About Logan Canyon
Logan Canyon cuts through the 9,000-foot peaks of the Bear River Mountain Range in northern Utah. Canyon walls over 3,000 feet high sport cliffs of gray stone surrounded in forests of quaking aspen, oaks and evergreens. The Logan River, which originates from the canyon's upper reaches, is one of the major tributaries to the Bear River. Abundant runoff from winter snows keeps vegetation green well into summer. Scarcely can a more beautiful canyon be found anywhere.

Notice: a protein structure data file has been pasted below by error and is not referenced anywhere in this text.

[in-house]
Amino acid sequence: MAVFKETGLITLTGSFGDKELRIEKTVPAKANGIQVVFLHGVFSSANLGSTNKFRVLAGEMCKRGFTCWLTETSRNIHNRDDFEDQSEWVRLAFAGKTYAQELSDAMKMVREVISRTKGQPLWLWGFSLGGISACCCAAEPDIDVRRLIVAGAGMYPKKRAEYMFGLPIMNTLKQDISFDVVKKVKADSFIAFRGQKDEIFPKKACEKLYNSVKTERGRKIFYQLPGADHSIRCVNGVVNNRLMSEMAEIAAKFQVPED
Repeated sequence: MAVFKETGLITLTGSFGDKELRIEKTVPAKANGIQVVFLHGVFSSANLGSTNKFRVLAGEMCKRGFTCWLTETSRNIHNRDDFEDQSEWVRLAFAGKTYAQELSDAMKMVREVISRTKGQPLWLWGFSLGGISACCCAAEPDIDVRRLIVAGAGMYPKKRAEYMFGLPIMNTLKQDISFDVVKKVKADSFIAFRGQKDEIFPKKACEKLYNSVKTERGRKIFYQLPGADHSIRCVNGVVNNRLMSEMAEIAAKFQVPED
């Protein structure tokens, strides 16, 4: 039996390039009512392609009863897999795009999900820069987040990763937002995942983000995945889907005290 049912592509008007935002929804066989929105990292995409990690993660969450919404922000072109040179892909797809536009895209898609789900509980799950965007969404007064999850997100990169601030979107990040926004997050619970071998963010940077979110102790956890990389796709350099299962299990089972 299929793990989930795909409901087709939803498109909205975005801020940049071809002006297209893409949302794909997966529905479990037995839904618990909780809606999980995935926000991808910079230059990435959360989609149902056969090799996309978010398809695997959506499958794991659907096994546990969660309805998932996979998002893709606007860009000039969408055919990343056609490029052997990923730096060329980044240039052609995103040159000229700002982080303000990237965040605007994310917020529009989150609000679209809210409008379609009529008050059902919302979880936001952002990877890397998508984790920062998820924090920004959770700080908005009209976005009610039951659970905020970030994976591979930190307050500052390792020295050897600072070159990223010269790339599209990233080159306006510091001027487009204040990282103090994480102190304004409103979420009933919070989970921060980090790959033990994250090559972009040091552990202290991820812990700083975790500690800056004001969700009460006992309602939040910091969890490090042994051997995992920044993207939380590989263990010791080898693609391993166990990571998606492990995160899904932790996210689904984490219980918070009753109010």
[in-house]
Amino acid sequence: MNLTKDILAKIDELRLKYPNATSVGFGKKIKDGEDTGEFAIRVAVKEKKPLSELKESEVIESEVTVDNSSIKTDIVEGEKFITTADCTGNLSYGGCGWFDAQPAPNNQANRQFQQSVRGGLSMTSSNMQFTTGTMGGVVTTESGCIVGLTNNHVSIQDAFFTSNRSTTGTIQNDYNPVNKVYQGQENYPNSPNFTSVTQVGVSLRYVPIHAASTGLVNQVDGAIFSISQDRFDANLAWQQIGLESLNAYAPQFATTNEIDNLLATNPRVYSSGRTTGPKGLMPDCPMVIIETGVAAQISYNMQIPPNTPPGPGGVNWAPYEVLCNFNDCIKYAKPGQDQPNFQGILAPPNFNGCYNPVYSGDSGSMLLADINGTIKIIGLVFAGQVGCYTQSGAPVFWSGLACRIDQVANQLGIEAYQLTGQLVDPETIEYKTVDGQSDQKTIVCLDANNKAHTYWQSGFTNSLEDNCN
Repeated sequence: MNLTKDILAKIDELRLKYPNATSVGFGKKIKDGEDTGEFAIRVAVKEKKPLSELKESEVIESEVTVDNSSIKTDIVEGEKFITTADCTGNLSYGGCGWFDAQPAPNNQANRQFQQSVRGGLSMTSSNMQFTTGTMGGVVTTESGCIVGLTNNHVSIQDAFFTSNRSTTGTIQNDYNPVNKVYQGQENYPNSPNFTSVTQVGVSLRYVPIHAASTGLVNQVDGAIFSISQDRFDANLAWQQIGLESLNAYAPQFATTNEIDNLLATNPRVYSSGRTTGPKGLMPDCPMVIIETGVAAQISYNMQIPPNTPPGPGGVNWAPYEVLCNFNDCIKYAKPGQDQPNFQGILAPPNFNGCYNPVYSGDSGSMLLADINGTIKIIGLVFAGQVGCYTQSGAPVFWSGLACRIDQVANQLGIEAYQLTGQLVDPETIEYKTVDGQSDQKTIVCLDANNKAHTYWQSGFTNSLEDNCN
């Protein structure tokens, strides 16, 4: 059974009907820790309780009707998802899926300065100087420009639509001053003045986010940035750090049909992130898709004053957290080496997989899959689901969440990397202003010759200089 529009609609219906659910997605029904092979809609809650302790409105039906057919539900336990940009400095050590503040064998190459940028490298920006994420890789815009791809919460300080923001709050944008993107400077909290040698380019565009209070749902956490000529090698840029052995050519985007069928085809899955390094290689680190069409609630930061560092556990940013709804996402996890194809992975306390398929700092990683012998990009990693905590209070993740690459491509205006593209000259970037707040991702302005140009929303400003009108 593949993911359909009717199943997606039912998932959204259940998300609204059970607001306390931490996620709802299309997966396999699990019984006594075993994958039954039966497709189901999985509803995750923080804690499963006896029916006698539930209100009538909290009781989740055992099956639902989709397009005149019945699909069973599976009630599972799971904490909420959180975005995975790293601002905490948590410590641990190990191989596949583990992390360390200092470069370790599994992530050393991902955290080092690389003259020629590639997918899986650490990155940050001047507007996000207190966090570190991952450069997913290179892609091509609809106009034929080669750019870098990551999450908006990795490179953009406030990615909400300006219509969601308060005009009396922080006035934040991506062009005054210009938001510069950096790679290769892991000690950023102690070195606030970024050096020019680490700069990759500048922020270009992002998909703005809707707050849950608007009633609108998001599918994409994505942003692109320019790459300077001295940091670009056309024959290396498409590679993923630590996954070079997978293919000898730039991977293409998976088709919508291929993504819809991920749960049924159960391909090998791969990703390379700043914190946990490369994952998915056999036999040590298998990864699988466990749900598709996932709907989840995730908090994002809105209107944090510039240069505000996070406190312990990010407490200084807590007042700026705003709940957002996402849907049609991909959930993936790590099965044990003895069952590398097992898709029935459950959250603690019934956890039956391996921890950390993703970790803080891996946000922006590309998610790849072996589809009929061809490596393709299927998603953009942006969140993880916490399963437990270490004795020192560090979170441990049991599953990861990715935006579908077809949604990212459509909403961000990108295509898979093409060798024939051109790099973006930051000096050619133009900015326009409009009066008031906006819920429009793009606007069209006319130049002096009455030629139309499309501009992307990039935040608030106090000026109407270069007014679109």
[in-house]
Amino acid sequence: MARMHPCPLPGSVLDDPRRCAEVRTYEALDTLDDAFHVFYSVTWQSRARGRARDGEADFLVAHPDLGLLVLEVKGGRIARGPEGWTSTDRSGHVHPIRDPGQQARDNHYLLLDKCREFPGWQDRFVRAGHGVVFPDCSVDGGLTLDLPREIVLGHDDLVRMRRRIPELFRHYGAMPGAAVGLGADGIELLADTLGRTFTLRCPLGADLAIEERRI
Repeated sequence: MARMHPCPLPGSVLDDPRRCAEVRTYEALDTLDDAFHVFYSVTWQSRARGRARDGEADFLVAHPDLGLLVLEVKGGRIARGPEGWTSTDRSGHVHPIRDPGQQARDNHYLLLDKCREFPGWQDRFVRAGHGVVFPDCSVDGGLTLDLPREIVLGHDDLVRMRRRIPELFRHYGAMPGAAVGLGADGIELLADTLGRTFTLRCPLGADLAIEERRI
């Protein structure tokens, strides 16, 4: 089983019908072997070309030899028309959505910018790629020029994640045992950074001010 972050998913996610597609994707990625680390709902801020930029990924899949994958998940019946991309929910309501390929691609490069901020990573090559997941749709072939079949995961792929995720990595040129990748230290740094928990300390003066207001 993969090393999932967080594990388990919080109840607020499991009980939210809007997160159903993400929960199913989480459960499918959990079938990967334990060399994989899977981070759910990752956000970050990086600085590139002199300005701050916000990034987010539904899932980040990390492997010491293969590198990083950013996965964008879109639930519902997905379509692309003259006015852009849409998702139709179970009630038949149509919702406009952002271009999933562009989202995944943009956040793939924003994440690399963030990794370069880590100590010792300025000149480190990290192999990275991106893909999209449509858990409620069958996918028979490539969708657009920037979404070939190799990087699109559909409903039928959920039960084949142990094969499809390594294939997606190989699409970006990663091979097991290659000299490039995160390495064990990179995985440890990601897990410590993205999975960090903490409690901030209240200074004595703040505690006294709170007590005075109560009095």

Even though the canyon is winding and deep, it is a fortuitous pass through these mountains, and became a natural selection for the route of U.S. Highway 89, which runs the length of the canyon, providing convenient access to many picnic areas, campgrounds and side roads. The city of Logan, for which it is named, lies right at the mouth of the canyon, where it flows into Cache Valley. Heading east from Logan, the canyon turns to the northeast After climbing about two thousand feet, it widens into an alpine valley called Franklin Basin. From there, the highway follows Beaver Creek to Beaver Basin and then crosses the summit into Bear Lake Valley.